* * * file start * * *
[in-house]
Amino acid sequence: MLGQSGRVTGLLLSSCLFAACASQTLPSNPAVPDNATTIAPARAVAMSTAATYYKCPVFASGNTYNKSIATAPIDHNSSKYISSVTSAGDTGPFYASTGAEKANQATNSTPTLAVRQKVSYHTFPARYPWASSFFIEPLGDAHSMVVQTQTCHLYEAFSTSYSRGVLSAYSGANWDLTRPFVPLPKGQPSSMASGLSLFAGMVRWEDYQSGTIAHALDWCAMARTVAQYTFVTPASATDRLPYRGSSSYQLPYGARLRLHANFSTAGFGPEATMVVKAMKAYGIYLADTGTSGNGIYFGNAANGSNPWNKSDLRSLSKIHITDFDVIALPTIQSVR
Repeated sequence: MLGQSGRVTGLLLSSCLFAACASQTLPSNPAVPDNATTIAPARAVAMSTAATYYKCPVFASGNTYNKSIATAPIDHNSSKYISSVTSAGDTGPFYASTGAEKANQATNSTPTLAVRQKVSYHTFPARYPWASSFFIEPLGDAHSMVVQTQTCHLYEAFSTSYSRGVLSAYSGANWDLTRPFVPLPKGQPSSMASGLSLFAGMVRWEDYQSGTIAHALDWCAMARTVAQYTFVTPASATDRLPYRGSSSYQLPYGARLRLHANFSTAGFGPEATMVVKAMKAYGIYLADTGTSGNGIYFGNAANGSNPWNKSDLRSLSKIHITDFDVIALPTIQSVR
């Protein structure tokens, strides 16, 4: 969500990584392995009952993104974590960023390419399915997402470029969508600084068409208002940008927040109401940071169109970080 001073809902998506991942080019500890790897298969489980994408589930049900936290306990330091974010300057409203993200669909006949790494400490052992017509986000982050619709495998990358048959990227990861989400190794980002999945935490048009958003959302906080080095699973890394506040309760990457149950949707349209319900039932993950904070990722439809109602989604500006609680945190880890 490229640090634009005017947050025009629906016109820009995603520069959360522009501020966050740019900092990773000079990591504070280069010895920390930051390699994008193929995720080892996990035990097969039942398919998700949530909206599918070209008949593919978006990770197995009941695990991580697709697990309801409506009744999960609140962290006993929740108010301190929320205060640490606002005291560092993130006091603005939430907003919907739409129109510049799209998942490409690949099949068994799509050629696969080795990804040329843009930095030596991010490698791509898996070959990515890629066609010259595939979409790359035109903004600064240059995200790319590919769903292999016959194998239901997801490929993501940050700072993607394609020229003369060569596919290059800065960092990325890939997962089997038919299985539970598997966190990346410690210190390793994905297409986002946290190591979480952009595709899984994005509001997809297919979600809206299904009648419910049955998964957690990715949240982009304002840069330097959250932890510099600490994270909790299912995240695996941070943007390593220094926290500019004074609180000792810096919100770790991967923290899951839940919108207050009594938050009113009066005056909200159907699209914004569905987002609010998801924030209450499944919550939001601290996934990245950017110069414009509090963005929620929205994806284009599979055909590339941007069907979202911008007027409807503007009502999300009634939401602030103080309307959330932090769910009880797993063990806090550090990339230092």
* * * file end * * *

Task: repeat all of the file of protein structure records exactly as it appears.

[in-house]
Amino acid sequence: MLGQSGRVTGLLLSSCLFAACASQTLPSNPAVPDNATTIAPARAVAMSTAATYYKCPVFASGNTYNKSIATAPIDHNSSKYISSVTSAGDTGPFYASTGAEKANQATNSTPTLAVRQKVSYHTFPARYPWASSFFIEPLGDAHSMVVQTQTCHLYEAFSTSYSRGVLSAYSGANWDLTRPFVPLPKGQPSSMASGLSLFAGMVRWEDYQSGTIAHALDWCAMARTVAQYTFVTPASATDRLPYRGSSSYQLPYGARLRLHANFSTAGFGPEATMVVKAMKAYGIYLADTGTSGNGIYFGNAANGSNPWNKSDLRSLSKIHITDFDVIALPTIQSVR
Repeated sequence: MLGQSGRVTGLLLSSCLFAACASQTLPSNPAVPDNATTIAPARAVAMSTAATYYKCPVFASGNTYNKSIATAPIDHNSSKYISSVTSAGDTGPFYASTGAEKANQATNSTPTLAVRQKVSYHTFPARYPWASSFFIEPLGDAHSMVVQTQTCHLYEAFSTSYSRGVLSAYSGANWDLTRPFVPLPKGQPSSMASGLSLFAGMVRWEDYQSGTIAHALDWCAMARTVAQYTFVTPASATDRLPYRGSSSYQLPYGARLRLHANFSTAGFGPEATMVVKAMKAYGIYLADTGTSGNGIYFGNAANGSNPWNKSDLRSLSKIHITDFDVIALPTIQSVR
């Protein structure tokens, strides 16, 4: 969500990584392995009952993104974590960023390419399915997402470029969508600084068409208002940008927040109401940071169109970080 001073809902998506991942080019500890790897298969489980994408589930049900936290306990330091974010300057409203993200669909006949790494400490052992017509986000982050619709495998990358048959990227990861989400190794980002999945935490048009958003959302906080080095699973890394506040309760990457149950949707349209319900039932993950904070990722439809109602989604500006609680945190880890 490229640090634009005017947050025009629906016109820009995603520069959360522009501020966050740019900092990773000079990591504070280069010895920390930051390699994008193929995720080892996990035990097969039942398919998700949530909206599918070209008949593919978006990770197995009941695990991580697709697990309801409506009744999960609140962290006993929740108010301190929320205060640490606002005291560092993130006091603005939430907003919907739409129109510049799209998942490409690949099949068994799509050629696969080795990804040329843009930095030596991010490698791509898996070959990515890629066609010259595939979409790359035109903004600064240059995200790319590919769903292999016959194998239901997801490929993501940050700072993607394609020229003369060569596919290059800065960092990325890939997962089997038919299985539970598997966190990346410690210190390793994905297409986002946290190591979480952009595709899984994005509001997809297919979600809206299904009648419910049955998964957690990715949240982009304002840069330097959250932890510099600490994270909790299912995240695996941070943007390593220094926290500019004074609180000792810096919100770790991967923290899951839940919108207050009594938050009113009066005056909200159907699209914004569905987002609010998801924030209450499944919550939001601290996934990245950017110069414009509090963005929620929205994806284009599979055909590339941007069907979202911008007027409807503007009502999300009634939401602030103080309307959330932090769910009880797993063990806090550090990339230092």